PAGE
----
After simmering for years among progressive politicians, concern about economic inequality and flagging upward mobility in America seem destined to define the next federal election cycle for both parties. Jeb Bush’s (R) fundraising organization for a possible 2016 White House bid calls itself Right to Rise, and Mitt Romney (R) says that enhancing economic mobility and reducing poverty would be focal points of his campaign should he run again.
That is the political context into which the Commission on Inclusive Prosperity issued a comprehensive slate of policy recommendations on Thursday. The Center for American Progress-convened group, co-chaired by former Treasury Secretary Larry Summers and his British counterpart Ed Balls, laid out almost 200 pages of ideas for restoring the connection between people and profits. The report casts unchecked economic inequality as a threat to democracy itself, and offers specific suggestions for how to reverse wage stagnation, class tension, and corporate profiteering in both the United States and other industrialized republics.
The commission’s report makes detailed arguments for a host of familiar policy solutions to rising inequality, slack consumer demand, and a labor market that fails to reward workers for their productivity. It spells out the rationale for a higher minimum wage that will rise automatically in the future, family-friendly labor policies around paternal leave and universal pre-school access, broadened public investment to make both education and housing more affordable and accessible, larger and better-targeted investments in public infrastructure, and tax code changes to support the middle class.
When it comes to corporate governance and how American businesses behave, though, the report calls for a set of policies that have received much less attention in the past few years. Restructuring corporate culture is essential to preserving democratic political systems, the report argues. In its policy chapter and an appendix about U.S.-specific recommendations, the commission sets out two distinct ideas that would break new ground if they become prominent parts of the 2016 political landscape.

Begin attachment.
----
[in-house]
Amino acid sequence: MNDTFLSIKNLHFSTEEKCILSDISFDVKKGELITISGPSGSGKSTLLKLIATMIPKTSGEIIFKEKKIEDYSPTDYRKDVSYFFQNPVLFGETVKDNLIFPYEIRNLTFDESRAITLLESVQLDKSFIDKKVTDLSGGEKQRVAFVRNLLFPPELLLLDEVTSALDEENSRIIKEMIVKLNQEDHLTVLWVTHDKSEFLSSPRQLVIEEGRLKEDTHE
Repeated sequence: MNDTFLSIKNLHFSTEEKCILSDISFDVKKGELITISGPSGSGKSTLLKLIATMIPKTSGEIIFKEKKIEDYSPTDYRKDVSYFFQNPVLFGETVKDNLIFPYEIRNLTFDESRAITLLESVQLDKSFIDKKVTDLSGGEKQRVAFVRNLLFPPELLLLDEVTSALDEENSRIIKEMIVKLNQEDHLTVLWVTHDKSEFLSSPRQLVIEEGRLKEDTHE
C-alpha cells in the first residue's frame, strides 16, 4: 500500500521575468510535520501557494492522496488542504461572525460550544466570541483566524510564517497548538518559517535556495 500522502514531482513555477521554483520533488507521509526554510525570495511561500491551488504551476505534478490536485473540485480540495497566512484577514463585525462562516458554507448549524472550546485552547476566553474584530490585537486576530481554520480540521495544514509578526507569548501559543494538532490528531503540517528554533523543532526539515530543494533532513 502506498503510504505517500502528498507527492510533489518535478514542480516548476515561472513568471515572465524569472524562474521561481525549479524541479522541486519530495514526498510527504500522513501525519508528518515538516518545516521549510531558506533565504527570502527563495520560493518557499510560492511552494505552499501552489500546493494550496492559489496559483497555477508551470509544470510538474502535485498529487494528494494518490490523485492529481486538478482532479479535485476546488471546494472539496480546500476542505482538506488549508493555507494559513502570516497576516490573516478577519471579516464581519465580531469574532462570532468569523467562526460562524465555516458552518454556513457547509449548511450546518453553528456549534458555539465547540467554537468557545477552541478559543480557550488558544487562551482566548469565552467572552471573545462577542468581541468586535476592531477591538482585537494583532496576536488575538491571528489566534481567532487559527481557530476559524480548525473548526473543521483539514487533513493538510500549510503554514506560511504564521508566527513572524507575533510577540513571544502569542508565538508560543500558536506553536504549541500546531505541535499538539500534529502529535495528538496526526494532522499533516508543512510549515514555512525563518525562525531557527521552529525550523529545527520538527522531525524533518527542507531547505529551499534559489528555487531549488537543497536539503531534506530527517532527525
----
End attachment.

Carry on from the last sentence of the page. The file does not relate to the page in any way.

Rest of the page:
First, policymakers should promote “inclusive capitalism.” Companies should be encouraged to experiment with various systems that “compensate a broad base of workers — not just top executives — on the basis of group performance rather than individual performance.” The report details various ways of achieving that, including by giving employees stock, forming companies as worker cooperatives where employees hold direct ownership stakes, or providing cash pay to workers based on the capital gains their productivity brought to the company as whole. In addition to serving the core goal of broadening the group of people who share in corporate profits, these systems have been shown to provide permanent gains for the companies themselves.
Second, policymakers should combat the corporate tendency to think in the short-term rather than basing decisions on long-term outcomes. The sort of short-term thinking that shareholder demands impose on public companies create an artificial restriction on business investment, with one study finding that private companies invest twice as much of their assets into their business each year as public companies. The report’s recommendations for encouraging long-view thinking are mostly focused on executive compensation, because “as executives have become increasingly incentivized to focus on short-term share prices, the firms they manage have turned away from investments in innovation and long-term capital formation, as well as wage growth and workforce investments.”
To avoid creating short-term profit incentives, the commission report recommends eliminating or sharply curtailing the tax deductions corporations can take for executive compensation. A handful of lawmakers have suggested such a change in recent years without success, despite ample evidence that the deductions force the public to subsidize a failing system. The report also suggests ways to combat that broader failure of the so-called performance pay system for executives, such as requiring much longer vesting periods for stock options and imposing stricter rules on how the options can be exercised once they vest.
When industrialized countries fail to ensure inclusive prosperity, people stop trusting that hard work and careful planning will provide personal reward. The breakdown of that basic tenet of the social contract creates not just economic harm, the authors write, but “political alienation, a loss of social trust, and increasing conflict across the lines of race, class, and ethnicity.”
The decline of inclusive prosperity in the decades since World War II has brought threats to the democratic ideal of self-ruling pluralistic societies. As a result, “advocates and apologists for anti-democratic regimes argue that the democracies are no longer capable of managing their problems or creating a sense of social dynamism.” As with other grand economic transition periods such as the New Deal era and the tech boom of the 1990s, the commissioners write, policymakers in today’s industrialized world must navigate huge changes brought on by globalization and technology in ways that do not leave huge swathes of the populace behind — or the consequences could be far worse than the elevated economic strain and declining trust in public institutions that capitalist democracies face today.